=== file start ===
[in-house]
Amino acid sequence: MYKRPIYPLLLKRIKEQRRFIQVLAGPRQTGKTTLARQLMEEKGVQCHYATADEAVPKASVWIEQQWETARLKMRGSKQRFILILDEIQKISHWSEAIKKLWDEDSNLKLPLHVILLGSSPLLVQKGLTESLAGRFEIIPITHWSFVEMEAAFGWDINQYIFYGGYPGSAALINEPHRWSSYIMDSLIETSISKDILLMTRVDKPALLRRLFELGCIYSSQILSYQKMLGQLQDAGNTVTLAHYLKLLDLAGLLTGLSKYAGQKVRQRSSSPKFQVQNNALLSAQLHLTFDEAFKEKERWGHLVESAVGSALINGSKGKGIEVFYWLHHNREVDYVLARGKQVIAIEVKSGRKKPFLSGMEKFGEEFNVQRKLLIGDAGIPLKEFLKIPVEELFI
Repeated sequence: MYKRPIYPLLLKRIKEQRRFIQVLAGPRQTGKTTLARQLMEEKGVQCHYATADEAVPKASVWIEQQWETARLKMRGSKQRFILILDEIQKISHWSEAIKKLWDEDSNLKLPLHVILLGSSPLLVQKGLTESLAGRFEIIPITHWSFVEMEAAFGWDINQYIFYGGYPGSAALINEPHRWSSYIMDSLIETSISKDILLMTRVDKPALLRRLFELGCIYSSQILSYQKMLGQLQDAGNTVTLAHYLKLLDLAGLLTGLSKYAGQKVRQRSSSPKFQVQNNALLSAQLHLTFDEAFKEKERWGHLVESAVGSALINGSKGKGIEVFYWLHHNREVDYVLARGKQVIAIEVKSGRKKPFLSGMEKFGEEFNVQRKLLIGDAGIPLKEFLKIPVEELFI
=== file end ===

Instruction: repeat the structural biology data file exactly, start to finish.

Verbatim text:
[in-house]
Amino acid sequence: MYKRPIYPLLLKRIKEQRRFIQVLAGPRQTGKTTLARQLMEEKGVQCHYATADEAVPKASVWIEQQWETARLKMRGSKQRFILILDEIQKISHWSEAIKKLWDEDSNLKLPLHVILLGSSPLLVQKGLTESLAGRFEIIPITHWSFVEMEAAFGWDINQYIFYGGYPGSAALINEPHRWSSYIMDSLIETSISKDILLMTRVDKPALLRRLFELGCIYSSQILSYQKMLGQLQDAGNTVTLAHYLKLLDLAGLLTGLSKYAGQKVRQRSSSPKFQVQNNALLSAQLHLTFDEAFKEKERWGHLVESAVGSALINGSKGKGIEVFYWLHHNREVDYVLARGKQVIAIEVKSGRKKPFLSGMEKFGEEFNVQRKLLIGDAGIPLKEFLKIPVEELFI
Repeated sequence: MYKRPIYPLLLKRIKEQRRFIQVLAGPRQTGKTTLARQLMEEKGVQCHYATADEAVPKASVWIEQQWETARLKMRGSKQRFILILDEIQKISHWSEAIKKLWDEDSNLKLPLHVILLGSSPLLVQKGLTESLAGRFEIIPITHWSFVEMEAAFGWDINQYIFYGGYPGSAALINEPHRWSSYIMDSLIETSISKDILLMTRVDKPALLRRLFELGCIYSSQILSYQKMLGQLQDAGNTVTLAHYLKLLDLAGLLTGLSKYAGQKVRQRSSSPKFQVQNNALLSAQLHLTFDEAFKEKERWGHLVESAVGSALINGSKGKGIEVFYWLHHNREVDYVLARGKQVIAIEVKSGRKKPFLSGMEKFGEEFNVQRKLLIGDAGIPLKEFLKIPVEELFI